We're told that "astronomers at the Curtin University node of the International Centre for Radio Astronomy Research (ICRAR) have teamed up with Adelaide company Silentium Defence to develop a passive radar for the surveillance of objects in space".
"The team will use the super-sensitive Murchison Widefield Array (MWA) radio telescope to record radio waves bouncing off objects in Earth’s orbit. These objects can be 1000km away and travelling at up to 8km per second.
"The signals recorded by the telescope are then processed to create a passive radar.
"The technique is passive because the radio waves are generated by FM radio stations located around Australia, not from a radar transmitter."
“The reflected signals are received by the MWA, and we use them to track the objects.
“We can use the radio waves during both day and night, and when it is cloudy, so it can provide 24/7 surveillance in a way that other systems based on optical telescopes cannot.”
We're informed "surveillance is important to monitor valuable and strategic assets in space, and to evaluate the risk of collisions that could destroy multi-billion dollar satellites, including satellites critical for communications".
The research team has won funding from the Commonwealth Government Defence Innovation Hub, as announced today by Defence Industry Minister Christopher Pyne.
Article continues below video, please read on.
So, what is some additional info and another video?
- The MWA radio telescope is operated by an international consortium of 21 institutions and led by Curtin University.
- It is a precursor to the $1 billion Square Kilometre Array and is located in the Murchison region of Western Australia.
- Silentium Defence are experts in passive radar techniques for defence and civilian applications.
- Coupled with the capabilities of the MWA, the novel combination of industry and academia points to future space opportunities for Western Australia and the nation.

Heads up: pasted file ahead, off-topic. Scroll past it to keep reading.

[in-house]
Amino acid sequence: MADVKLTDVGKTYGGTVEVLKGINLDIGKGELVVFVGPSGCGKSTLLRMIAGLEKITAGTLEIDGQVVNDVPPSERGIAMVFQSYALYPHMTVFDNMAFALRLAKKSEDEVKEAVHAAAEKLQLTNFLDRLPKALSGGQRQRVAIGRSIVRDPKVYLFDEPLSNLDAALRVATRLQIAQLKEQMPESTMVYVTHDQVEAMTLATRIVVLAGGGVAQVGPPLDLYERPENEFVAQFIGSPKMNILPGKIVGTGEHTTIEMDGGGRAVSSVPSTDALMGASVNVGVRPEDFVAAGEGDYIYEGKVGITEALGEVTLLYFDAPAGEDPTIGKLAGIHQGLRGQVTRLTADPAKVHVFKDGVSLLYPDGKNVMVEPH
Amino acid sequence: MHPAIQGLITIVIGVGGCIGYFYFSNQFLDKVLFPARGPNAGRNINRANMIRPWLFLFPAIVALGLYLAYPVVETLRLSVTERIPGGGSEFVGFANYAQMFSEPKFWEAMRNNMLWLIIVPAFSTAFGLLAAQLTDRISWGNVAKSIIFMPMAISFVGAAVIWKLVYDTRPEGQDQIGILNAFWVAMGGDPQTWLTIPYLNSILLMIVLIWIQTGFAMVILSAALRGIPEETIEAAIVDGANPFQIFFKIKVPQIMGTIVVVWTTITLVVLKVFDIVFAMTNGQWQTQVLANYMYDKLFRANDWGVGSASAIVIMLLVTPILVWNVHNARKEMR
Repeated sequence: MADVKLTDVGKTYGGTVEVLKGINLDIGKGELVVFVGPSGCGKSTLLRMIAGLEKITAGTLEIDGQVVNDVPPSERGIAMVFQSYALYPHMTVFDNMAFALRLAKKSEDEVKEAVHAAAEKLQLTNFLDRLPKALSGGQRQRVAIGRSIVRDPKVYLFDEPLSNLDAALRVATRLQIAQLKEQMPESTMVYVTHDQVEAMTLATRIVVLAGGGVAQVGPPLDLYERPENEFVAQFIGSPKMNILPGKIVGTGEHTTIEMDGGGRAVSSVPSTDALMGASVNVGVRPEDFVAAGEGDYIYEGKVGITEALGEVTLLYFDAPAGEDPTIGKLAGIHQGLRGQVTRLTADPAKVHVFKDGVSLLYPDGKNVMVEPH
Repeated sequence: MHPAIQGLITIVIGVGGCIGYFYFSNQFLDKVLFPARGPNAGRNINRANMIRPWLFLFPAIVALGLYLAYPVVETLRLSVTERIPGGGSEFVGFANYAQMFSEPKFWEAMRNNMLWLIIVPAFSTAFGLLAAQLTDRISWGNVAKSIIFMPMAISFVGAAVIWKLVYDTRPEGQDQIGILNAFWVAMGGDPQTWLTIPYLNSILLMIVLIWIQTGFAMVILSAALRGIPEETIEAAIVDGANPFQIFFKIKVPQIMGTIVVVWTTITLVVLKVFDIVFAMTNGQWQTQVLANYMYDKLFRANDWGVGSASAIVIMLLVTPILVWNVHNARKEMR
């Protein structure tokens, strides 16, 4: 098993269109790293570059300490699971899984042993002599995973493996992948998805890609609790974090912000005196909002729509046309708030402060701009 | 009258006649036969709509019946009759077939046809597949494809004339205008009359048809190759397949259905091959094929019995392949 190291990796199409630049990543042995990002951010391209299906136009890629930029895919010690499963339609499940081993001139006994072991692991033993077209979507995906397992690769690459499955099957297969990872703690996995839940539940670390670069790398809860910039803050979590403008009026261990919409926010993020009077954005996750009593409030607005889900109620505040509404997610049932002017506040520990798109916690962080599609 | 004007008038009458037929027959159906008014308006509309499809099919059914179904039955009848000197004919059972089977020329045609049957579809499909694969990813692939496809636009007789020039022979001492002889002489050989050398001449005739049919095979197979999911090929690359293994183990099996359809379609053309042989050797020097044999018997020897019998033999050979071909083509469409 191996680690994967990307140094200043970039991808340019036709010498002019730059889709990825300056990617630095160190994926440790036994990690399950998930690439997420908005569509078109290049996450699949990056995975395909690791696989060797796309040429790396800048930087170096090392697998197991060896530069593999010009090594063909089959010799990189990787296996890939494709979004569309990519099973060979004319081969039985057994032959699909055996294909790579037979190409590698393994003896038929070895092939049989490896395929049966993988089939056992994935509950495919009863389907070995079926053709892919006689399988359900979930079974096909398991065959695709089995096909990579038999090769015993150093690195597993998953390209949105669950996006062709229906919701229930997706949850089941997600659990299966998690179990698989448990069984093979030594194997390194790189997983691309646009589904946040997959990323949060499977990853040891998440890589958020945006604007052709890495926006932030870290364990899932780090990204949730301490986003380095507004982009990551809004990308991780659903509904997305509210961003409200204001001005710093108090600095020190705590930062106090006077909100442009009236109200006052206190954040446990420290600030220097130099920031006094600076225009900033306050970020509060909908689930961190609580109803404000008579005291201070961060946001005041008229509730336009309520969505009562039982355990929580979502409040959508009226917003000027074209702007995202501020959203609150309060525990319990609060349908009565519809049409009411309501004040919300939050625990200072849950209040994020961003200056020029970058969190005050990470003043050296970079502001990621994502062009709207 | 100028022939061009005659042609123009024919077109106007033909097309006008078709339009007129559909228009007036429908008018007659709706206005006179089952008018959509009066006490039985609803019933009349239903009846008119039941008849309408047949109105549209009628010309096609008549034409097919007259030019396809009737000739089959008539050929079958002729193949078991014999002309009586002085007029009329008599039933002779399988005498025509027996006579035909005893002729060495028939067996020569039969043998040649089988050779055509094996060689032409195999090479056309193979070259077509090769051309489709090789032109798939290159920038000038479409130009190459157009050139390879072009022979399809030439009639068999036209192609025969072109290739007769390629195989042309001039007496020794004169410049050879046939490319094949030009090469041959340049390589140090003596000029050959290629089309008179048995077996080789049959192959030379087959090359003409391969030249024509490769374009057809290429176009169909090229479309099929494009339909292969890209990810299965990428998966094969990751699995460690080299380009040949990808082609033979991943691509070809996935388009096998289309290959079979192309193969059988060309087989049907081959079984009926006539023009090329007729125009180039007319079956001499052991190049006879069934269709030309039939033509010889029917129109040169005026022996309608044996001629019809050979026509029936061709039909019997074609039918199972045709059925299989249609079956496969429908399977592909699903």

Silentium Defence chief executive Dr James Palmer said the collaboration between Silentium Defence and the ICRAR-Curtin University astronomers with the MWA showed great innovation.
“The development of space surveillance capability is a significant activity that Australia can offer to the global space industry,” he said.
WA Minister for Science, Innovation and ICT Dave Kelly said the collaboration, supported by both the State and Commonwealth Governments, showed the existing excellence of the space industry in Western Australia and how our investments toward the SKA are paying off outside astronomy.
“It is clear that WA will play a big role in the Australian Space Agency, currently in the planning stage,” Kelly said. Professor Tingay said radio astronomy in Western Australia has again shown that it has impact well outside of astronomy.
“Work like this lays the basis for a more diversified Western Australian economy, with the possibility to tap into the $US350 billion per year global space economy,” Professor Tingay said.
Even more information:
The Murchison Widefield Array (MWA) is a low frequency radio telescope and is the first of four Square Kilometre Array (SKA) precursors to be completed.
A consortium of partner institutions from seven countries (Australia, USA, India, New Zealand, Canada, Japan, and China) financed the development, construction, commissioning, and operations of the facility. The MWA consortium is led by Curtin University.
The International Centre for Radio Astronomy Research (ICRAR) is a joint venture between Curtin University and The University of Western Australia with support and funding from the State Government of Western Australia.